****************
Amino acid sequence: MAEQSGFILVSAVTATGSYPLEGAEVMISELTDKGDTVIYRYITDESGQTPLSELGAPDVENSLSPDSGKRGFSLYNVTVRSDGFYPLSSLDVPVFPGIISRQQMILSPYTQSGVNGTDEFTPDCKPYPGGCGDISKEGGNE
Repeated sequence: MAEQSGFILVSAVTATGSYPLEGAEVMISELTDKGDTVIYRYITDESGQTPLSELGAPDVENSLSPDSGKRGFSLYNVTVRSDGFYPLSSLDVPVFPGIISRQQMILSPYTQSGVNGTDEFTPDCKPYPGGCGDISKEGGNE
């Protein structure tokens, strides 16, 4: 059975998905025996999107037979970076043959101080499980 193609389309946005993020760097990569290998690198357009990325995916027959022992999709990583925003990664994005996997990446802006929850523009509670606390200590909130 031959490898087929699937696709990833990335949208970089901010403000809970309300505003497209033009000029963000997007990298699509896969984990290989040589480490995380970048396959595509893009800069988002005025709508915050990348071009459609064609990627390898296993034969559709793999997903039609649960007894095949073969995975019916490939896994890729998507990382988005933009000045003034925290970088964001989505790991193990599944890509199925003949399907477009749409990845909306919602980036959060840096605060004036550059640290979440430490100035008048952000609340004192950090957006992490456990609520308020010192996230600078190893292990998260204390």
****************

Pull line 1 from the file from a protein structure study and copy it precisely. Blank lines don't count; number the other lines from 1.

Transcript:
Amino acid sequence: MAEQSGFILVSAVTATGSYPLEGAEVMISELTDKGDTVIYRYITDESGQTPLSELGAPDVENSLSPDSGKRGFSLYNVTVRSDGFYPLSSLDVPVFPGIISRQQMILSPYTQSGVNGTDEFTPDCKPYPGGCGDISKEGGNE